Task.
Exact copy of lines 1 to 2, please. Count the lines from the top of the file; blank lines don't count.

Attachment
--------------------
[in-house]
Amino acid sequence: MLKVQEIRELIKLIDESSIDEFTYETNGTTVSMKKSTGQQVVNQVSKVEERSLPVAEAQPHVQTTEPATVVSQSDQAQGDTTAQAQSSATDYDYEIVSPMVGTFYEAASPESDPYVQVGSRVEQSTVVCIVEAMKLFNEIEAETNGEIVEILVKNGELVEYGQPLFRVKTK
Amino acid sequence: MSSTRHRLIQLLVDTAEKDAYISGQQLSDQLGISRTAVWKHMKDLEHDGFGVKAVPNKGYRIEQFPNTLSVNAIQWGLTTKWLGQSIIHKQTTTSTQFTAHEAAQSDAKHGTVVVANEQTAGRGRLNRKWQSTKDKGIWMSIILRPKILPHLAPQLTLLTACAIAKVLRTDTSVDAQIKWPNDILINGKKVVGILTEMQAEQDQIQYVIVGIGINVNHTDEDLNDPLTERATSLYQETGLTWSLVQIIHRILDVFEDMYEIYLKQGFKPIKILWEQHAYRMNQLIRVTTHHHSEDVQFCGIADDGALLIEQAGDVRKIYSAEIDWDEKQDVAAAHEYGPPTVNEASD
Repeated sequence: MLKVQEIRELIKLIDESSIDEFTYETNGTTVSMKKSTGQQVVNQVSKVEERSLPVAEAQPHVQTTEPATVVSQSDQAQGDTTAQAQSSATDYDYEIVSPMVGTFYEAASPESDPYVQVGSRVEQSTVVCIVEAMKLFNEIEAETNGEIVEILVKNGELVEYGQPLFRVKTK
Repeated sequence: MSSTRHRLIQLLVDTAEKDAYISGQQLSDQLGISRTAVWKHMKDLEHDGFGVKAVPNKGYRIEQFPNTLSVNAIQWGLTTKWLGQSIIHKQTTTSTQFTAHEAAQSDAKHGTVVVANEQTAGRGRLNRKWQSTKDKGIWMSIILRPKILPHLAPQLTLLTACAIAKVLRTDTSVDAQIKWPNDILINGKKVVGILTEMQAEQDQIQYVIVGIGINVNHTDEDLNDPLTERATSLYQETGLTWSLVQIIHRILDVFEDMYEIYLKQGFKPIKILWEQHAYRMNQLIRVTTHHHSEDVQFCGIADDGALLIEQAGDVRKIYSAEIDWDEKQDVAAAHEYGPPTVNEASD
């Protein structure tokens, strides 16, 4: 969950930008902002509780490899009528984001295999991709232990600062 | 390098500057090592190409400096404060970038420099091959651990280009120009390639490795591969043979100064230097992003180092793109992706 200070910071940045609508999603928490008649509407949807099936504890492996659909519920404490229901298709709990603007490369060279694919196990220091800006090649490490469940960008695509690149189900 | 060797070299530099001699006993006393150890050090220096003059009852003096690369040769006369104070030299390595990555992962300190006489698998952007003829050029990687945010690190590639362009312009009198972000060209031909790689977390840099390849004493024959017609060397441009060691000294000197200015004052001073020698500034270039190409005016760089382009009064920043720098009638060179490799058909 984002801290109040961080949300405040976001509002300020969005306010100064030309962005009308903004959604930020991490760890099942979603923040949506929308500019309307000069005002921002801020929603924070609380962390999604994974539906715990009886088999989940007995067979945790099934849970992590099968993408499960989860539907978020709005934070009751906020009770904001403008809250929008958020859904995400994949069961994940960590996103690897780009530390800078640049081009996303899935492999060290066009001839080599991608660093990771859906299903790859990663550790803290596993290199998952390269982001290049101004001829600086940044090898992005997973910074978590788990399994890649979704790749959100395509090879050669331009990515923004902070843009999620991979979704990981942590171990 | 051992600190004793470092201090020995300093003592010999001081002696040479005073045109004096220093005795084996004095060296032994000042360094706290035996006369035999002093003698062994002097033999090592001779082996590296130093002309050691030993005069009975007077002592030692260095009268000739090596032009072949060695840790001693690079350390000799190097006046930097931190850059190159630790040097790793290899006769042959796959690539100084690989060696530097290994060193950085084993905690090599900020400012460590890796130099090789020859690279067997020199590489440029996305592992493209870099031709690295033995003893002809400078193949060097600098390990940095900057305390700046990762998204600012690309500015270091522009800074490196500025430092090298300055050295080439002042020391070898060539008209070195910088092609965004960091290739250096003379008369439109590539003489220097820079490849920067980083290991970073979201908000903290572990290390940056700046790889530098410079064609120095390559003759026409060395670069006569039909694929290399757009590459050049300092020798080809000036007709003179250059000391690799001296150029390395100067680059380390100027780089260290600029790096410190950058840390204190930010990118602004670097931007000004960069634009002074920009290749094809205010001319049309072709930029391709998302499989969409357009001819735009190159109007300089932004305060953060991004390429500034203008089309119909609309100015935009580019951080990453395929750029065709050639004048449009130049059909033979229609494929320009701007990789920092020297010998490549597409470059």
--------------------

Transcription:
[in-house]
Amino acid sequence: MLKVQEIRELIKLIDESSIDEFTYETNGTTVSMKKSTGQQVVNQVSKVEERSLPVAEAQPHVQTTEPATVVSQSDQAQGDTTAQAQSSATDYDYEIVSPMVGTFYEAASPESDPYVQVGSRVEQSTVVCIVEAMKLFNEIEAETNGEIVEILVKNGELVEYGQPLFRVKTK